Norman Finkelstein is of course best known for his work on the Israeli-Palestinian conflict--his books, lectures and media interviews on the subject over the last three decades--and for the considerable controversy it has generated.
Less known is that for many years he also taught political theory. It might come as something of a surprise that among his favorite works is John Stuart Mill's On Liberty. This might come as a surprise since Finkelstein is well to the left of most admirers of the iconic 19th-century liberal thinker. Of course Mill was also a socialist and a feminist--indeed an early one (see Martha Nussbaum's comments at the end of this interview). But in postcolonial studies Mill is widely regarded as an imperialist and a racist. An ambiguous and contested legacy, to be sure--which is part of Mill's enduring hold on us.
Finkelstein recently taught a short course on Mill's On Liberty in Iran. There's a whole literature devoted to this phenomenon. Norma Moruzzi has written about reading Hannah Arendt in Iran. Ali Paya and Mohammad Amin Ghaneirad have mapped the multiple spheres of influence that Jürgen Habermas enjoys in Iran. The Iranian philosopher Ramin Jahanbegloo has published a book of conversations with Isaiah Berlin. (I myself have written a short book on Iran's engagement with liberal thinkers.) When leading political thinkers (of varying persuasions) from Europe or North America--from Habermas and Antonio Negri to Richard Rorty and Immanuel Wallerstein--visit Iran, their lectures are major events and occasion considerable buzz. (For more on this, see Mehran Kamrava's book Iran's Intellectual Revolution, Farzin Vahdat's God and Juggernaut: Iran's Intellectual Encounter with Modernity, and Mehrzad Boroujerdi's Iranian Intellectuals and the West.)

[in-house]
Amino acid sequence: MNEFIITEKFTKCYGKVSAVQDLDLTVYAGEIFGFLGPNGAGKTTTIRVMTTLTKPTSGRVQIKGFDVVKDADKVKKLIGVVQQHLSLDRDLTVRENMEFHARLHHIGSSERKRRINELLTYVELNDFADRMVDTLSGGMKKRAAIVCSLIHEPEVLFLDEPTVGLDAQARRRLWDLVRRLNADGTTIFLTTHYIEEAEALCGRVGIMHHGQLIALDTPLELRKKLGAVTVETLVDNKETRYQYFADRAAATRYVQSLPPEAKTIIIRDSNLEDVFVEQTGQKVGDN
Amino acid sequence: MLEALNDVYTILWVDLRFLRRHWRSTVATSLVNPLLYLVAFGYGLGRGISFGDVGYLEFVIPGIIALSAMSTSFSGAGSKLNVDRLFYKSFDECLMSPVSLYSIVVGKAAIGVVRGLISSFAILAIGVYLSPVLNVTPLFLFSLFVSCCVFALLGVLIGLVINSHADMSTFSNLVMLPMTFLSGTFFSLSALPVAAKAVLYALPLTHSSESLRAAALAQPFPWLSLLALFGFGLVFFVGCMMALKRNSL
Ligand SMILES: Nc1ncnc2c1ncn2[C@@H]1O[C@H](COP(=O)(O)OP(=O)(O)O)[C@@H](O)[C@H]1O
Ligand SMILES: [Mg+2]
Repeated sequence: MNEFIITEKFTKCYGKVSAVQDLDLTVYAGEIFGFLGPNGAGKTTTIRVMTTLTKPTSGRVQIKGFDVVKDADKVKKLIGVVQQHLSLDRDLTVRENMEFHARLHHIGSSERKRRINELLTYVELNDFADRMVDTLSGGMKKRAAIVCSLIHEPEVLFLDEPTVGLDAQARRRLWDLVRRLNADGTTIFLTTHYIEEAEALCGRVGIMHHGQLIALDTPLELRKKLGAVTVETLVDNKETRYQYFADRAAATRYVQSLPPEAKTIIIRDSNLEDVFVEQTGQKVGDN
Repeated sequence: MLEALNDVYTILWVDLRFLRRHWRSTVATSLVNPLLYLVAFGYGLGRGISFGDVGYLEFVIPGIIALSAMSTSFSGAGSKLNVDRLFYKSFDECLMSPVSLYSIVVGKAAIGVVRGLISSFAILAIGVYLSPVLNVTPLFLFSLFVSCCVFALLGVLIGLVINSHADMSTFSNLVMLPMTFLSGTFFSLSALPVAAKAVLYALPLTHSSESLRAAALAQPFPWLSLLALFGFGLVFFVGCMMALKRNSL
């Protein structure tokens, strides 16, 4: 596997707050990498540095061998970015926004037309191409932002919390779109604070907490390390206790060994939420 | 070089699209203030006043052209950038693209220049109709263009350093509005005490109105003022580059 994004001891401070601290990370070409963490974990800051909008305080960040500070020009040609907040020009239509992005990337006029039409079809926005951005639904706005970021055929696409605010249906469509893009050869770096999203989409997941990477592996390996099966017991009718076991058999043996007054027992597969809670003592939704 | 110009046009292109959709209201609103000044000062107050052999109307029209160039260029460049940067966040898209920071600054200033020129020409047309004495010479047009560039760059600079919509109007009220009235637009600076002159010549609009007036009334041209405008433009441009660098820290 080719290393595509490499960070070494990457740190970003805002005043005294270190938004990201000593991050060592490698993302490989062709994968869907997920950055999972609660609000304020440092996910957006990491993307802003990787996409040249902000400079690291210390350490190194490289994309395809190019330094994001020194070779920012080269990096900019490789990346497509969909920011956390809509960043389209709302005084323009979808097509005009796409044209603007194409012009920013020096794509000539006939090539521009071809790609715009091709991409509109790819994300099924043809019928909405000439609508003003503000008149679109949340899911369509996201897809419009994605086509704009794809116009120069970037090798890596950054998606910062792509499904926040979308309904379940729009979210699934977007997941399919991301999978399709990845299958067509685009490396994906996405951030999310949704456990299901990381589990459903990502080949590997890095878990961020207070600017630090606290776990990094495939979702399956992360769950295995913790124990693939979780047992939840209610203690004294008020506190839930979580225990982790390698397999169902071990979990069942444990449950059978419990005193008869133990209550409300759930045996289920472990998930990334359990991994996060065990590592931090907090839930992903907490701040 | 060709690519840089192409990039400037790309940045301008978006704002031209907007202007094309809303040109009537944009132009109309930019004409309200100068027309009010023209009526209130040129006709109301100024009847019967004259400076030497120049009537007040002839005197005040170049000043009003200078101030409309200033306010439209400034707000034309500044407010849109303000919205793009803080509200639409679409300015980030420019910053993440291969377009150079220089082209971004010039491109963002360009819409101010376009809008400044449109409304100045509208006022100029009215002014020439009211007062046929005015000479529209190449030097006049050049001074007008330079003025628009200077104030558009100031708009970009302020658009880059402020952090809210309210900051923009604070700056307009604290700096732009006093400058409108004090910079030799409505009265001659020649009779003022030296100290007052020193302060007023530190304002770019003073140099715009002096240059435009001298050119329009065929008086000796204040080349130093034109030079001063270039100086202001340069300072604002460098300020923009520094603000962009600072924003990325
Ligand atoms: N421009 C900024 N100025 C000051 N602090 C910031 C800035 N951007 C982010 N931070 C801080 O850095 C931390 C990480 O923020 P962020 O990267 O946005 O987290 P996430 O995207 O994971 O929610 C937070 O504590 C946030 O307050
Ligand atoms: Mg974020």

But Finkelstein did something a bit different. His students weren't the usual liberal-minded suspects--who represent a significant swath of Iran's educated classes, incidentally (a phenomenon that is underestimated and trivialized by many Western leftists, which I regard as a form of Left Orientalism). It would have been easy for him to teach the depredations of U.S. and Israeli policy in such a context--but it also would have been incredibly boring. He did something far more interesting. He taught Mill to largely conservative-oriented students in an institution that cranks out apparatchiks for the Islamic Republic.
That is just wickedly cool. Here's our recent conversation about that experience.
The interview was filmed on April 24, 2014, as part the series of conversations with our guest lecturers that our Center for Middle East Studies at the University of Denver produces.
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